They certainly don’t need any more bad press. Still…recent stories about public adjusters are instructive and may even warn of real challenges ahead for Florida’s tenuous property market.
Here’s what I mean.
In the wake of Hurricane Sandy, New Jersey’s Insurance Department circulated a bulletin warning PA’s against overcharging storm victims. According to the News Release some were requiring up to a 50% contingency fee–siphoning for themselves half of what the policyholder had paid for.
“Unconscionable” was the word New Jersey’s Acting Commissioner Ken Kobylowski used to describe what was taking place.
Then, early last week, in a Special to the Miami Herald defense attorney Jason Wolf published an enlightening account of how PA’s drive up everyone’s costs with what he called “…no risk” sales pitches “…that money is out there for the taking.” He warned consumers to “think twice before hiring a public adjuster” and cited their “…statutorily mandated…” contingency fees for driving up premiums.
Those stories were punctuated last Friday when CFO, Jeff Atwater announced arrests stemming from yet another public adjuster fraud ring. And…as further proof a Citizens inspector general needs to report directly to the FSC as CFO Atwater has requested, and that it also be charged with examining external Citizens threats, as I have suggested–guess which carrier this criminal enterprise targeted?
No surprise–it was Citizens (again) notifying DFS that Miami Public Adjuster, Roberto Alvarez (44), was suspected of submitting $270,000 in fraudulent claims, on behalf of four homeowners he recruited to file and inflate various types of fake losses, especially burglaries. (See NOTE#1 below)
And, why did he do it?
According to the DFS announcement and consistent with everything we know to be true about PA contingency fees, it was…”in order to increase his commissions.”
Keep in mind, this is something Alvarez and far too many other public adjusters have done in spite of a Citizens fee limit of 10% of the difference between the original offer and the final payout. The same shenanigans occur in the private market where the cap is 10% or 20% of the total payout for regular and declared emergency claims respectively. Two separate situations requiring two separate contingency fee statutes.
Now, here’s where it gets scary…
Slightly over a month ago, public adjusters retained a prominent, well connected Tallahassee law firm (D’Alemberte and Palmer) to overturn both of Florida’s fee limitation statutes (Case No 2011-CA-842). If they succeed public adjusters will be able to charge pretty much whatever they want, for both Citizens and for private carriers–you know, like in New Jersey!
I peg their chances at about 50/50; roughly the same odds I gave on the challenge to the 48 hour solicitation ban which the PA’s overturned last year. (See NOTE #2 below)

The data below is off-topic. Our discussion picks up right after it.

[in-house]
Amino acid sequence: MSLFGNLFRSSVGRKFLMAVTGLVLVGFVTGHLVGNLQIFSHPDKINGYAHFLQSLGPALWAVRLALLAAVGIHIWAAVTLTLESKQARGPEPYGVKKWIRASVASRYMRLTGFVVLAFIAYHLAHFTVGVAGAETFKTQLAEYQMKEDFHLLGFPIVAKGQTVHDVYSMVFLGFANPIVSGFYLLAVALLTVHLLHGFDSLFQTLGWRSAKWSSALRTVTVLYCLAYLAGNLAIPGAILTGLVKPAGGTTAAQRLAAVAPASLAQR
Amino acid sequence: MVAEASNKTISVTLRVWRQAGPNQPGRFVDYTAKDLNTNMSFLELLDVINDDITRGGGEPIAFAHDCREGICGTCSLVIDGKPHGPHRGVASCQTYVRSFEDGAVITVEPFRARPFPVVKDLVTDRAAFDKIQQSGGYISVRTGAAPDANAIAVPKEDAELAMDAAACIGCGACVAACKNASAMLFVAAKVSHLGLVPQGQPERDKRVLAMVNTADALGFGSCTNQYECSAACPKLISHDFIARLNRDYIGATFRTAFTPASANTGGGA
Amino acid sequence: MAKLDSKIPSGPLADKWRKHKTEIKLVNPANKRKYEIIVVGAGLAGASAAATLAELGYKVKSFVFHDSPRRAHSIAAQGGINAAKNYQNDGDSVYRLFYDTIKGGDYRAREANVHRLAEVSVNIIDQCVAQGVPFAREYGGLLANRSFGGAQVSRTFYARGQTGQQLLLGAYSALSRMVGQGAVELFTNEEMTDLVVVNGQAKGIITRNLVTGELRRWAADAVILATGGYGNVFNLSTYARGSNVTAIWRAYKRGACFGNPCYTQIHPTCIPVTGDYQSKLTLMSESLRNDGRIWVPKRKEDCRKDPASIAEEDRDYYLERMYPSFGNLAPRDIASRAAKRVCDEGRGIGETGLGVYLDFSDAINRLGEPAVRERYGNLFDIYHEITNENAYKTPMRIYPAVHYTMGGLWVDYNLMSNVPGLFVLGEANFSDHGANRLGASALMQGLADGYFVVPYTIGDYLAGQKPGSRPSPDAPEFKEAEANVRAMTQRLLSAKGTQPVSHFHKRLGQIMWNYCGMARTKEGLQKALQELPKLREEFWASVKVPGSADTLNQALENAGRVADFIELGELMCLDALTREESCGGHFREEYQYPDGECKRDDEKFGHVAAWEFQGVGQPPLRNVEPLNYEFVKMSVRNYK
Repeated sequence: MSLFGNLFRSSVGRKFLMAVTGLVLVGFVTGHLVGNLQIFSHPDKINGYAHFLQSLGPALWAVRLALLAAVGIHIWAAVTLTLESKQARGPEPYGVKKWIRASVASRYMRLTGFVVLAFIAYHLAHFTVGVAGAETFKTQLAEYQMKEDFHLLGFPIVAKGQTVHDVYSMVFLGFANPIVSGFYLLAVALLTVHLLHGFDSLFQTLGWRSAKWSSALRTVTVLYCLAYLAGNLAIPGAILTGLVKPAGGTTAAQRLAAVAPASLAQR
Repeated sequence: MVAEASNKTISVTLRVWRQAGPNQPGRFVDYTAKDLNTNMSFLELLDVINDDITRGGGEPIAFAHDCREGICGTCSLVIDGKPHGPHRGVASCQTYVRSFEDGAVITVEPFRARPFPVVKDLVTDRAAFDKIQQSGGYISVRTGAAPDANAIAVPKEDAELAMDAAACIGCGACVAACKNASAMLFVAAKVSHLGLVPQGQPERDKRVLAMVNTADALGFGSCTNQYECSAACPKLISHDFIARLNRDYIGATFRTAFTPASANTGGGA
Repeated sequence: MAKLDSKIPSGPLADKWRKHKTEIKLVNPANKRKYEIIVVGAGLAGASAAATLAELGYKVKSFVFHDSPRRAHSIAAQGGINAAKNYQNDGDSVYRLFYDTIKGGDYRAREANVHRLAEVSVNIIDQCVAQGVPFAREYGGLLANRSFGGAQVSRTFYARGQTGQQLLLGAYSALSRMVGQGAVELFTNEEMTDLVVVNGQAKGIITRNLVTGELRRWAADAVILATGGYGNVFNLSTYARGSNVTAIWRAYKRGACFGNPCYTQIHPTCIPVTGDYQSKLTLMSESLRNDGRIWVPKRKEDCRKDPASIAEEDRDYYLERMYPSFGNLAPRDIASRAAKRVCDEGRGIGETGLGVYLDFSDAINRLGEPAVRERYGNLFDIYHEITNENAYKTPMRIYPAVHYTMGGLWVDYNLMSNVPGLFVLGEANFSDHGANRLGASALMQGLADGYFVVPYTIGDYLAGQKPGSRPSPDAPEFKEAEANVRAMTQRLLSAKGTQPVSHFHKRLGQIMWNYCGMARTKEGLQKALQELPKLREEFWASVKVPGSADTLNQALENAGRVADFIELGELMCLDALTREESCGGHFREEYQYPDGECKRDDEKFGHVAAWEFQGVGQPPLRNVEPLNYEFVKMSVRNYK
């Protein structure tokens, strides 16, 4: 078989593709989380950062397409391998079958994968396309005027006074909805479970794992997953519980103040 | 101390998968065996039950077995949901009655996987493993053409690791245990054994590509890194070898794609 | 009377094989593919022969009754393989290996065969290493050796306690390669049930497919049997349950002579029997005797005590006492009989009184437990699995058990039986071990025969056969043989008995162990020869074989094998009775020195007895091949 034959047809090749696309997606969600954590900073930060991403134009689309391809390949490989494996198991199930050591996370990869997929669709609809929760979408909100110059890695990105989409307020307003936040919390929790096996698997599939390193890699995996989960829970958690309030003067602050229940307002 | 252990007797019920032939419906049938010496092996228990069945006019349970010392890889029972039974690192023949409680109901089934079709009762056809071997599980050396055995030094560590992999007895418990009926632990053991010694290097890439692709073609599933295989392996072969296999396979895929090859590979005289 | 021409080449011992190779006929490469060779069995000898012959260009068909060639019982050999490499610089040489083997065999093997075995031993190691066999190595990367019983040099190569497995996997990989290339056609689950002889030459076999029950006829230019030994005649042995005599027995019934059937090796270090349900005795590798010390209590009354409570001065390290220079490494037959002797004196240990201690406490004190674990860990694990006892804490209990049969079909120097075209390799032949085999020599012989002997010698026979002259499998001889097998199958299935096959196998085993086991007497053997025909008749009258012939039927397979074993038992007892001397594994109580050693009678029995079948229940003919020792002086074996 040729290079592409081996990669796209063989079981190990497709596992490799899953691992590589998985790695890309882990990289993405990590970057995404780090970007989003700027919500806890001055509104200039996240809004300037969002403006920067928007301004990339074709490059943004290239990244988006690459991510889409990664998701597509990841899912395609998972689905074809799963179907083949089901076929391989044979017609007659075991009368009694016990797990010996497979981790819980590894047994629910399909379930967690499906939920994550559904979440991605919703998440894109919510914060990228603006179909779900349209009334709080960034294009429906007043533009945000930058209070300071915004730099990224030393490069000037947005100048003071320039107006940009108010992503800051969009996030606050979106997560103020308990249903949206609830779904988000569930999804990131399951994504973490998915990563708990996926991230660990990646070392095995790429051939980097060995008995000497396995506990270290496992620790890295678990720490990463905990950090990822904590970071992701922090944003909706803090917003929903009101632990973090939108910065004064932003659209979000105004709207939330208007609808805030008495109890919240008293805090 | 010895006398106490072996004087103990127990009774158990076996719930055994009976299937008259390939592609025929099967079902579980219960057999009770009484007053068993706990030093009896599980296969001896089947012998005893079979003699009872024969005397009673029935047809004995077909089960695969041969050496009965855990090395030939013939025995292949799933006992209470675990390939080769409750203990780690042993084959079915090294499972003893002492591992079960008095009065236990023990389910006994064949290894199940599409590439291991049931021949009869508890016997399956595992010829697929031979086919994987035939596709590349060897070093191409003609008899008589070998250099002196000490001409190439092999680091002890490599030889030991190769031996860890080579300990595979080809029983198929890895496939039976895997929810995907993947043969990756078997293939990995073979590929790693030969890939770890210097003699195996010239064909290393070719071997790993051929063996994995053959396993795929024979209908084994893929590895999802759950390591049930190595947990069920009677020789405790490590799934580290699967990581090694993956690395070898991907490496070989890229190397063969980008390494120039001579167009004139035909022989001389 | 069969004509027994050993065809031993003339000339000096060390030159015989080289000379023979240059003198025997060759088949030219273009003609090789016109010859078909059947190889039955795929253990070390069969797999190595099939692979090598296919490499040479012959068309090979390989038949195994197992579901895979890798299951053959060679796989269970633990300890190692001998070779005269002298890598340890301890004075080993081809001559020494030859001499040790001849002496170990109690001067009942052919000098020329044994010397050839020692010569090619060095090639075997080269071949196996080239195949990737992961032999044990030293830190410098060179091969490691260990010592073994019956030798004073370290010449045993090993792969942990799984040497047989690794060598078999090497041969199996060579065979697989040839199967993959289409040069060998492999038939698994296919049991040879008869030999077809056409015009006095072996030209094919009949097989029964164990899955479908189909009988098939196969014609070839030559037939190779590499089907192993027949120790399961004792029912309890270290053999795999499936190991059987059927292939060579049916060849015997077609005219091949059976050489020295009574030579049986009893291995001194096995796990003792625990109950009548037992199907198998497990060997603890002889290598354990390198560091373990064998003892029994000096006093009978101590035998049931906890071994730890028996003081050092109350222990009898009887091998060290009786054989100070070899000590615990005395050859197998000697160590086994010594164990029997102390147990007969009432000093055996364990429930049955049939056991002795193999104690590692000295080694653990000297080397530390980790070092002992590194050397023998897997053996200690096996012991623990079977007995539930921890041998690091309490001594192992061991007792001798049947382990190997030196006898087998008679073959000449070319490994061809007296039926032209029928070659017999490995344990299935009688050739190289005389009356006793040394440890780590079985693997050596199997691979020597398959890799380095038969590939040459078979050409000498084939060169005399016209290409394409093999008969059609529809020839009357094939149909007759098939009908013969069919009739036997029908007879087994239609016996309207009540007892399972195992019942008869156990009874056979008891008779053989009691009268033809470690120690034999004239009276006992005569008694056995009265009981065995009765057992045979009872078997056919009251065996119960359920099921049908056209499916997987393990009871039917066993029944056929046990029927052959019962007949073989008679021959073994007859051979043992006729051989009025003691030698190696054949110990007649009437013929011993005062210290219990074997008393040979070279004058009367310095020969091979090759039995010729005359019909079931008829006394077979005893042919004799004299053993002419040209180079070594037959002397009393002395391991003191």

Prior to statutory fee restrictions Florida’s problems were not unlike those reported in New Jersey. Numerous legislative working groups and task forces found PA abuses to be significant enough to not only warrant fee limitations but, licensing, advertising and unfair business practice reforms as well.
Some say this is why the number of Florida PA’s have diminished in recent years. Others say, without storms in Florida, they’ve trekked to New Orleans, and points north to “assist” the victims of Katrina and Sandy.
Point is, another percentage now comes prominently into play…it’s 100%! That’s how many claims public adjuster ads and advertorials at least imply require their attention…all of them.
Citizens public documents show that, for some perils, PA’s already file and handle nearly 80% of the claims. Even in the private market, depending on the peril and location of the risk, it’s often over 70%.
BEGGING THE QUESTIONS: What would the percentage of PA involvement be if the courts throw out any limitation on their fee’s? What would be the moral hazard for those like Roberto Alvarez?
Florida’s fragile property system couldn’t survive, in my opinion, making it incumbent on lawmakers to enact methods to limit PA compensation without the use of a contingency fee cap.
For many of the same reasons that Florida capped contingency percentages, some states prohibit public adjuster contingency fee’s altogether. Consistent with the press accounts above, I believe their statutes refer to them as…“against public policy”.
Anyway…if Florida’s contingency fee limitations are overturned, as I think they might be, someone better get real serious about implementing language limiting PA’s to a reasonable hourly fee based on the work performed and the hours it took to perform that work.
Anything else should be…bad public policy!
NOTE #1: Anyone with information of suspected insurance fraud is asked to call 1-800-378-0445. Those who provide tips can remain anonymous. The Department of Financial Services to date has awarded almost $275,000 to more than 40 citizens as part of its Anti-Fraud Reward Program. The program rewards individuals up to $25,000 for information that directly leads to an arrest and conviction in an insurance fraud scheme.
NOTE #2: Florida public adjusters won a constitutional argument that Florida Statute 626.854(6) wrongly banned all solicitation for 48 hours in violation of the Florida Constitution. In The opinion the court rejected the DFS argument that the statute is ambiguous enough to result in an interpretation that it applies only to the time, place, and manner of commercial solicitation. “We hold that the statute unambiguously bans all solicitation for 48 hours and that this restriction on commercial speech violates Article I, § 4 of the Florida Constitution under the standards of Central Hudson Gas & Electric Corp. v. Public Service Commission of New York, 447 U.S. 557 (1980).” For more see my blog titled: Public Adjusters–Free Speech & Paragraph (K).
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